BA405 Week 8 Final Exam.

1. How should an HR department evolve to match a company’s expansion overseas? Which leadership roles are most important in this scenario?2. In your opinion, what are the biggest challenges facing MNC’s in today’s economy and why? Allow for political, technological, and economic challenges.3. Characterize the future of US-based companies desiring to expand overseas within the next 5 years. What political, economic, and technological challenges might those companies face and why? How can they be overcome?4. Which of the cross-cultural themes discussed in Chapter 4 do you feel is most vital to the success of an MNC and why? 5. Why is it useful to have an 8-step negotiation model? What are the consequences if a step is skipped?
BA405 Week 8 Final Exam

Single Nucleotide Polymorphism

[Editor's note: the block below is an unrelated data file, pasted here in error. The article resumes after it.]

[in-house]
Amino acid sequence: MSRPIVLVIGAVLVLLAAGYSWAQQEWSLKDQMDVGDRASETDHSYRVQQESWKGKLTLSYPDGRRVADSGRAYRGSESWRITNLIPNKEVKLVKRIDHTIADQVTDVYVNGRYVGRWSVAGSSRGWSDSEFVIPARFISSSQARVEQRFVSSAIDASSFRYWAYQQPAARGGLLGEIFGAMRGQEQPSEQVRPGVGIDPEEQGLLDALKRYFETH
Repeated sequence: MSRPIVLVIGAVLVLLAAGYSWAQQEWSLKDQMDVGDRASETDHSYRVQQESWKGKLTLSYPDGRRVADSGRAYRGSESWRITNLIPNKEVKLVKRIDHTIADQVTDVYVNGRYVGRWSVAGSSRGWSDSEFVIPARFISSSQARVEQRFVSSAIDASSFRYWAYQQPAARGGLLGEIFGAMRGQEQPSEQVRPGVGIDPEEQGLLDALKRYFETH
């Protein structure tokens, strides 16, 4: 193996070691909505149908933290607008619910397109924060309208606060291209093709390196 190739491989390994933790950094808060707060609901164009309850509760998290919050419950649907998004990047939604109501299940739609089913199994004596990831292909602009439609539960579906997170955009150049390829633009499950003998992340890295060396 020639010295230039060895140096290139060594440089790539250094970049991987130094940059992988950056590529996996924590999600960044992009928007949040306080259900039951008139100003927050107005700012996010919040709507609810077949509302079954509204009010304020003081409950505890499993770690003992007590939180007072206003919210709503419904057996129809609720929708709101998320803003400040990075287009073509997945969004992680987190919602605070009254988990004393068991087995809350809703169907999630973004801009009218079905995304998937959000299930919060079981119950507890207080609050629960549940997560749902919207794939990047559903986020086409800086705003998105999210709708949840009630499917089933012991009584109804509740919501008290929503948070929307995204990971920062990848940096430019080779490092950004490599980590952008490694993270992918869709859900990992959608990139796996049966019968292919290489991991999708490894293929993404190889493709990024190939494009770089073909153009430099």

SHREEVANI RAJ REDDY INTRODUCTION The aim of genetic research is to understand the role of genetic variation. In humans, the most common type of genetic variation involves single DNA bases, and is termed as single nucleotide polymorphism. DNA polymorphism involves one of two or more variants in a particular DNA sequence and Variation at a single base pair of DNA sequence results in single nucleotide polymorphism (SNPs). SNPs are the most common type of genetic variation among people; each SNPs represents a difference in single nucleotide. On average they occur once in every 300 nucleotide which means there are roughly 10 million SNPs in the human genome. These variations are commonly found in the DNA between genes. SNPs accounts for much of phenotypic diversity among individuals. In the human genome the half of the known coding region SNPs lead to change in the resulting amino acid sequences and other half do not, these are called synonymous SNPs. Synonymous SNPs encode change in the DNA sequence without altering the resultant protein sequence, these silent SNPs assumed as inconsequential, however these synonymous SNPs represent genetic marker for functional molecular alterations with which they are in linkage disequilibrium. These SNPs alters the function of gene and phenotype by various mechanisms such as altering protein folding, mRNA binding or by affecting splicing of mRNA; stability and expression of mRNA. These SNPs can act as biological markers (also known as gene marker), therefore helps to locate gene that are associated with disease. Researchers found that SNPs may help to predict an individuals response to certain drugs and susceptibility to environmental factors such as toxins and risk of developing particular disease. SNPs with sufficient technological solutions can enable the mapping of disease genes involved in complex disorders. One of the examples of mapping disease associated with SNPs is Alzheimer’s disease. GENETIC VARIATION Genetic Variation is defined as, variation of genomes between groups of species as a result of genetic mutations or genetic drifts. In all living organisms, the genetic material is made up of same basic components, called nucleotides. Each nucleotide contains one of four nitrogenous bases – A (Adenine), G (Guanine), T (Thymine), C (Cytosine). These 4 building blocks are linked together to form long chains, the sequence of which then codes for various proteins and gene products. The DNA sequence collection and organization is specific for each species, and is called a genome. On average, two humans share 99% genetic identity, although the majority of differences in DNA sequence (genotype) do not result in noticeable physical change (phenotype), the few that account for the diversity in human population are height, eye, skin,